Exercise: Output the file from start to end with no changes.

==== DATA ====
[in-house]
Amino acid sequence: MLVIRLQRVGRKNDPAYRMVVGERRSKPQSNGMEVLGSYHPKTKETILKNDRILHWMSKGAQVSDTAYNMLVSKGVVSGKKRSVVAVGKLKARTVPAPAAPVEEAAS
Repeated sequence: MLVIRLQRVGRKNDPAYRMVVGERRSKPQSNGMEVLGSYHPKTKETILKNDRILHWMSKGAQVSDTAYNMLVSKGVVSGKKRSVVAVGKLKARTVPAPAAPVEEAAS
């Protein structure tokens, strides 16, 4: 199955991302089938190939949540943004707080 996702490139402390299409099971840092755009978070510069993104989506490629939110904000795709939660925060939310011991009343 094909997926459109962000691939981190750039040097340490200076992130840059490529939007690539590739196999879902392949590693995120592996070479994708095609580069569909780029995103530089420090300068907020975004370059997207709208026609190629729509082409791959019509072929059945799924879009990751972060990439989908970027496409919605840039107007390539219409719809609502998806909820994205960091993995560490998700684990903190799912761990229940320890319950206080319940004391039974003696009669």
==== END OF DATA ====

[in-house]
Amino acid sequence: MLVIRLQRVGRKNDPAYRMVVGERRSKPQSNGMEVLGSYHPKTKETILKNDRILHWMSKGAQVSDTAYNMLVSKGVVSGKKRSVVAVGKLKARTVPAPAAPVEEAAS
Repeated sequence: MLVIRLQRVGRKNDPAYRMVVGERRSKPQSNGMEVLGSYHPKTKETILKNDRILHWMSKGAQVSDTAYNMLVSKGVVSGKKRSVVAVGKLKARTVPAPAAPVEEAAS
């Protein structure tokens, strides 16, 4: 199955991302089938190939949540943004707080 996702490139402390299409099971840092755009978070510069993104989506490629939110904000795709939660925060939310011991009343 094909997926459109962000691939981190750039040097340490200076992130840059490529939007690539590739196999879902392949590693995120592996070479994708095609580069569909780029995103530089420090300068907020975004370059997207709208026609190629729509082409791959019509072929059945799924879009990751972060990439989908970027496409919605840039107007390539219409719809609502998806909820994205960091993995560490998700684990903190799912761990229940320890319950206080319940004391039974003696009669």